Here is the French definition : Familier. Personne sans énergie, molle comme une chiffe.
We might say "a wet noodle" for a lavette. Or there's the term "apathetic." In my translation of the Libé article I'm not sure I got the part about un âge pivot and un âge d'équilibre right. It's not clear in French. Jargon...Delete
I think that by âge pivot ou âge d'équilibre, the Prime Minister means the age, 64, at which you can retire with a full pension. If you retire earlier, you lose some of your pension, that is malus, or if you keep on working you get a bonus. At least, that's the way I understand it.Delete
I think you can retire right now with a full pension at age 62. It must be said, I'm not familiar with retirement regulations in France.
Neither am I very familiar with French retirement rules and plans.Delete
We have a neighbor down the road who told me a few years ago that he had started working for the national railway system, la SNCF, when he was 14 years old. Therefore he was eligible for retirement and his pension at age 54, after 40 years of service. Under new rules, would he have been required to work until he was 64 years old? I really don't know how it all works.
Thanks you two for translating lavette, because I would have looked it up. I guess part of the reason for the laissez faire attitude is the economy, which has been tweaked upwards by low interest rates. 1969 was a recession and students paid virtually nothing for state college tuition. Now they must pay a fortune, so probably many work and don't have the time?Delete
I started collecting my small French retirement pension when I turned 65. That way, I think, I'm getting the maximum that I could get under the plan. Of course, I didn't even know that I qualified for a French retirement pension until we moved here in 2003. Suddenly, one day, a letter came in the mail informing me of the benefit I was eligible for. Quelle surprise !Delete
The whole world is in flux... too many governments have pulled money from pension pots to fund other things... the fact that they should've ringfenced that escaped them!ReplyDelete
The planet is currently "living above its means"... the UK is currently in a state of electronic civil war, the country divided right down the middle... and I fear that it will get worse!
However.... life needs to go on... these things are currently out of Joe Soap's control.... and Joe Soap needs to look after him or herself!
When I left full time employment and started to work for myself, the retirement age for a full salary pension was 65.
That was changed when my local government pension was sold off to another organisation... it dropped to 60... because I had been moving around, the letter informing me of this change never reached me.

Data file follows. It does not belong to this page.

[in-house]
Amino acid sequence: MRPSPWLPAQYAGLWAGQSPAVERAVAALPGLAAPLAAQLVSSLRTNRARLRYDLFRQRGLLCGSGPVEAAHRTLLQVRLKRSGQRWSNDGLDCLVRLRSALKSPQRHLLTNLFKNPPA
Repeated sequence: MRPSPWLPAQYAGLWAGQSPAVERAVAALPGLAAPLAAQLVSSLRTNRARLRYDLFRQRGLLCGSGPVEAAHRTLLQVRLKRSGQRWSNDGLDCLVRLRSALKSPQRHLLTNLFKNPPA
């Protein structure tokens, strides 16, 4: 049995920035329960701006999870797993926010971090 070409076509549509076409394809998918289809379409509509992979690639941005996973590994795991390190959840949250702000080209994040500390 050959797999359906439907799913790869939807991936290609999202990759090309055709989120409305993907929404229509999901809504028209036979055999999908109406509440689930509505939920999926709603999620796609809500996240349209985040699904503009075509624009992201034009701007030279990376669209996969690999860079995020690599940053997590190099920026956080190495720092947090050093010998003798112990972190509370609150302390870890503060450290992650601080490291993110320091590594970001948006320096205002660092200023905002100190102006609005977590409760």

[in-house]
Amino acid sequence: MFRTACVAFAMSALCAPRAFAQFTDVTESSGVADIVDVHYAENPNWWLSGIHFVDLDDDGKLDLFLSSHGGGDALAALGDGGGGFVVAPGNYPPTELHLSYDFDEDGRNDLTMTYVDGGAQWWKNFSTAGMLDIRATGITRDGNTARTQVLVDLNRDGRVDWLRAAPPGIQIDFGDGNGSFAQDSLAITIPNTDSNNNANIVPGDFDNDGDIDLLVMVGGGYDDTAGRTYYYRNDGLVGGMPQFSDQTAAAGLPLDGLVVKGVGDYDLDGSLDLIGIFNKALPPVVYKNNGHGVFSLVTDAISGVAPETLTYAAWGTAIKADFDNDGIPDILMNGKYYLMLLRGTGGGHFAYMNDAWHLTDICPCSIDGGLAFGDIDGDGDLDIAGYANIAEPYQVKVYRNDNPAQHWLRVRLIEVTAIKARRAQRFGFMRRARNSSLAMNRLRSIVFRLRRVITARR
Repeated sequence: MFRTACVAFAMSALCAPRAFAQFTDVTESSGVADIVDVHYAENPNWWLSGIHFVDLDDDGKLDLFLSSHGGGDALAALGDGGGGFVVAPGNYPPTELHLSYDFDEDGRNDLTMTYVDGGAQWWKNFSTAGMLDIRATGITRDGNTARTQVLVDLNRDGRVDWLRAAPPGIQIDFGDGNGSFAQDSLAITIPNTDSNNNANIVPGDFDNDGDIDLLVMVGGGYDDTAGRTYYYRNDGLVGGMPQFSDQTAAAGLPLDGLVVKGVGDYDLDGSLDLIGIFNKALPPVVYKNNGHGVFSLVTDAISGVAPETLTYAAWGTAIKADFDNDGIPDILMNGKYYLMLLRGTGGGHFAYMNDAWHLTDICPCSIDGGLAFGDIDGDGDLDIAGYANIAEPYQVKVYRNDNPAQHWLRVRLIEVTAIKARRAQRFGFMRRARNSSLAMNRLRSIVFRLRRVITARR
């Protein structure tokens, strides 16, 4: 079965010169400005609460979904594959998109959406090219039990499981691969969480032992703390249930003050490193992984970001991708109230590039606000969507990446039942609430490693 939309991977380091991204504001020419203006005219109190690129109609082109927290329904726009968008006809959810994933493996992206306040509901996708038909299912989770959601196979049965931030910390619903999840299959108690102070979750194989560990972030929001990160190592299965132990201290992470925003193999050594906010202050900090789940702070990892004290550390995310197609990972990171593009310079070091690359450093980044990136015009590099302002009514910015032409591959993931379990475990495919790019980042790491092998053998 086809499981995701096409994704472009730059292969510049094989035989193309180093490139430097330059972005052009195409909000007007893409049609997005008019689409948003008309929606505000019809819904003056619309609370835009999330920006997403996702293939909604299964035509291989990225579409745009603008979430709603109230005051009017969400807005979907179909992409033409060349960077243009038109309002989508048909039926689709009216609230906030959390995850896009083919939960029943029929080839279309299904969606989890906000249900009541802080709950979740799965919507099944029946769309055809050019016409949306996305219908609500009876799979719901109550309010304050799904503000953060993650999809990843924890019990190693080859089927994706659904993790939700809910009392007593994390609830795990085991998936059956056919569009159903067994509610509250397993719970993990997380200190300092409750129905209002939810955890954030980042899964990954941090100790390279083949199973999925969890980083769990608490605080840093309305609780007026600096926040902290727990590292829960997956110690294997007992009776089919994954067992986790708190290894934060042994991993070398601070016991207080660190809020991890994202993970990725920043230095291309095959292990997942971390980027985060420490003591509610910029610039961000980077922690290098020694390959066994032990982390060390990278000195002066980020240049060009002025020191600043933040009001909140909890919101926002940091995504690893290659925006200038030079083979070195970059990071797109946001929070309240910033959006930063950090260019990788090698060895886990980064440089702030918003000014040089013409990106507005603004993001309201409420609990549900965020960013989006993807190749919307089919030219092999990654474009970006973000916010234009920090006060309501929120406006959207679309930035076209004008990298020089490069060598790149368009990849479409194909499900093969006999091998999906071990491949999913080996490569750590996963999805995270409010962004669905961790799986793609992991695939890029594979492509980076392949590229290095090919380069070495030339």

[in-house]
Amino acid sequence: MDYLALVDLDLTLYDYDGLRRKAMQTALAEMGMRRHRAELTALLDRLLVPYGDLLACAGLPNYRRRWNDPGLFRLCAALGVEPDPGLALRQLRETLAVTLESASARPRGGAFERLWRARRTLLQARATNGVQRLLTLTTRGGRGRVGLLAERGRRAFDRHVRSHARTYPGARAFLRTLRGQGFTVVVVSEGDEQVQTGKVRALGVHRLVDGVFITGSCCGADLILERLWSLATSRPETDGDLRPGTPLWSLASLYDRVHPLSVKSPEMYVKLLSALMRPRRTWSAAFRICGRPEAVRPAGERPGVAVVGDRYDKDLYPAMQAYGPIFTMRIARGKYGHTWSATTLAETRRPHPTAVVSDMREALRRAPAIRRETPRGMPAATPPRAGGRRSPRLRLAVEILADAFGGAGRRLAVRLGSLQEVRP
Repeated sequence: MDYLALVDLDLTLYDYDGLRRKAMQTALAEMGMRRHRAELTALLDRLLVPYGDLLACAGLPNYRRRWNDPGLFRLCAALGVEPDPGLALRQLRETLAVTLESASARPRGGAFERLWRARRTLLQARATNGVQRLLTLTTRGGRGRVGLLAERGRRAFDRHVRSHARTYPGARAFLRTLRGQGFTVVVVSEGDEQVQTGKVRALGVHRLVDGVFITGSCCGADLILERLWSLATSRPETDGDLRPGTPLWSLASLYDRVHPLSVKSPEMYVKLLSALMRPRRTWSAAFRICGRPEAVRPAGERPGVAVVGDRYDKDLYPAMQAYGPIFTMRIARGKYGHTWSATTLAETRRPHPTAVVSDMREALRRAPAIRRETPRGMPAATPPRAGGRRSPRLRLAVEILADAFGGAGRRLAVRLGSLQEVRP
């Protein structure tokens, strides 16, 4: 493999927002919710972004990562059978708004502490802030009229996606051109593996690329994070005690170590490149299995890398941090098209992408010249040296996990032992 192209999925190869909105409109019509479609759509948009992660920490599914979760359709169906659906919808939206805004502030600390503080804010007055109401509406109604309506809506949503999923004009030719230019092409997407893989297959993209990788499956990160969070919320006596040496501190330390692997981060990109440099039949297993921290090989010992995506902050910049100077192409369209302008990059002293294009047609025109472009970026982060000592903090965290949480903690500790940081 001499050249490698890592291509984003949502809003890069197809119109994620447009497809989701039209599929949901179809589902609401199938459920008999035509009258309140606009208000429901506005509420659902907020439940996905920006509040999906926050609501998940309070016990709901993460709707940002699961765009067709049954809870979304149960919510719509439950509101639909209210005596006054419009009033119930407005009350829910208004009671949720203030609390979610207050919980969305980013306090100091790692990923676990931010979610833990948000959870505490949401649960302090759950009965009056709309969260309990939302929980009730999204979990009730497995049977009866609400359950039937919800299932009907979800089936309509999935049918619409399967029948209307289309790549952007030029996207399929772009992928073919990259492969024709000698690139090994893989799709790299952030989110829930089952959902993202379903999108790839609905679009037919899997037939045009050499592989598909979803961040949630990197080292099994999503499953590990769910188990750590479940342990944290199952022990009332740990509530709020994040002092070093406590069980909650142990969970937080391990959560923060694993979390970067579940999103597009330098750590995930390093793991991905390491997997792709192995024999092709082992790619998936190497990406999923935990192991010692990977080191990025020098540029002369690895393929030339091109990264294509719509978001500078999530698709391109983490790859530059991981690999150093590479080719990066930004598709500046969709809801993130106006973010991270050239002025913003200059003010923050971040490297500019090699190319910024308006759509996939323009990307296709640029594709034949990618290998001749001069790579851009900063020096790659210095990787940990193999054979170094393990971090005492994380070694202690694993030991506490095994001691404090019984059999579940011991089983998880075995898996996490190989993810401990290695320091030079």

So, four years ago, I tried to track my pension down... and received a nice surprise... I had accumulated five years of pension to be taken as a lump sum or added to the pot, or both... I chose both.
But retirement at 60 has never been a "full pension" option in the UK for the Government DWP pension... you can retire, but you won't get a full pension.
Just noticed the first line of the above is missing, sorry...Delete
Congrats CHM on reaching a grand milestone!
Excellent translation. Who knew! ;-) I worked until my agency retired me at age seventy-two, so I have no say.ReplyDelete
I retired at age 53. No pension for me at that age, but all has worked out well.Delete
As I understand it, some French workers (such as those for SNCF) got very good pensions in part because their jobs were difficult and often dangerous. But that was then. Now, not so much. And neither the population nor the economy is growing enough to continue funding at national rates nearly twice as great as other industrialized countries (excluding the US, which has no pension system to speak of). Something's gotta give, lest the system consume itself in fairly short order.ReplyDelete
In the US news, where weather coverage stops short at the Canadian border as if the Maritimes never have weather, I've found close to zero coverage of the situation in France.
Sorry Loulou's having a hard time, though. She has been very generous with information over time.
Our economies are in transition now that we have robots, computers, etc. It will take time to adjust. The future is changing, let's hope France and the USA make good decisions. Brexit is going to be interesting. I'm glad you all chose early retirement- I'm also glad my husband did as well.ReplyDelete
One thing that hasn't been mentioned here is that any new retirement rules, under the current proposal, will apply only to workers/employees who were born in 1975 or later.ReplyDelete